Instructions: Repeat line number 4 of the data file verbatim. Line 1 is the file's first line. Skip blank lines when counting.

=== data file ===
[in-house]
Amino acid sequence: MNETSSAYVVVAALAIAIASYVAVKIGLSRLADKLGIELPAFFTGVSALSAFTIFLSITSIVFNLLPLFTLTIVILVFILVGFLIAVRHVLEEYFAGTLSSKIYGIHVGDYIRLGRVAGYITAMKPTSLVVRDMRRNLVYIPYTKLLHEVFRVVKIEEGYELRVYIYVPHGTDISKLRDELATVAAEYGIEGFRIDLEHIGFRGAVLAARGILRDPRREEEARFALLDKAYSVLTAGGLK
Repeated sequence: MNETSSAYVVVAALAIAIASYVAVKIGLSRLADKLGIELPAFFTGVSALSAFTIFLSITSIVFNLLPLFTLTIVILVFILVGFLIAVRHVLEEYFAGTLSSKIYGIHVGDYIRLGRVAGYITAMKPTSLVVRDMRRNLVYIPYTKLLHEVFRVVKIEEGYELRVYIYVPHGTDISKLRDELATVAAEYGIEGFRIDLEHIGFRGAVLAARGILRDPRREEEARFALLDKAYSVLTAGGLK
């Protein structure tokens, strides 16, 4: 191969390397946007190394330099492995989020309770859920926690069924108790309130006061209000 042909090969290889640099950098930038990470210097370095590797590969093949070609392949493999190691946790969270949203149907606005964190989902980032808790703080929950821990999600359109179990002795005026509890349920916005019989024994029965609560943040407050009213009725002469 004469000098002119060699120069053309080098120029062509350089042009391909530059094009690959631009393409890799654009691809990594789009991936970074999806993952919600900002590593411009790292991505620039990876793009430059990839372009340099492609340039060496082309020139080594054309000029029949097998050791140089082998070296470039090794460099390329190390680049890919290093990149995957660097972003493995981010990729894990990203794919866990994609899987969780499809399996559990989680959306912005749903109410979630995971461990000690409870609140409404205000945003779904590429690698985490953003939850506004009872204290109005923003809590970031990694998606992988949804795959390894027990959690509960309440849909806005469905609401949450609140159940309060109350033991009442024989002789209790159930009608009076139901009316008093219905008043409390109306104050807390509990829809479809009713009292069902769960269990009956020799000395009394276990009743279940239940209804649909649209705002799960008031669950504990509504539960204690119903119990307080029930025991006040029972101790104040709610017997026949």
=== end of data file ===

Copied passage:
């Protein structure tokens, strides 16, 4: 191969390397946007190394330099492995989020309770859920926690069924108790309130006061209000 042909090969290889640099950098930038990470210097370095590797590969093949070609392949493999190691946790969270949203149907606005964190989902980032808790703080929950821990999600359109179990002795005026509890349920916005019989024994029965609560943040407050009213009725002469 004469000098002119060699120069053309080098120029062509350089042009391909530059094009690959631009393409890799654009691809990594789009991936970074999806993952919600900002590593411009790292991505620039990876793009430059990839372009340099492609340039060496082309020139080594054309000029029949097998050791140089082998070296470039090794460099390329190390680049890919290093990149995957660097972003493995981010990729894990990203794919866990994609899987969780499809399996559990989680959306912005749903109410979630995971461990000690409870609140409404205000945003779904590429690698985490953003939850506004009872204290109005923003809590970031990694998606992988949804795959390894027990959690509960309440849909806005469905609401949450609140159940309060109350033991009442024989002789209790159930009608009076139901009316008093219905008043409390109306104050807390509990829809479809009713009292069902769960269990009956020799000395009394276990009743279940239940209804649909649209705002799960008031669950504990509504539960204690119903119990307080029930025991006040029972101790104040709610017997026949």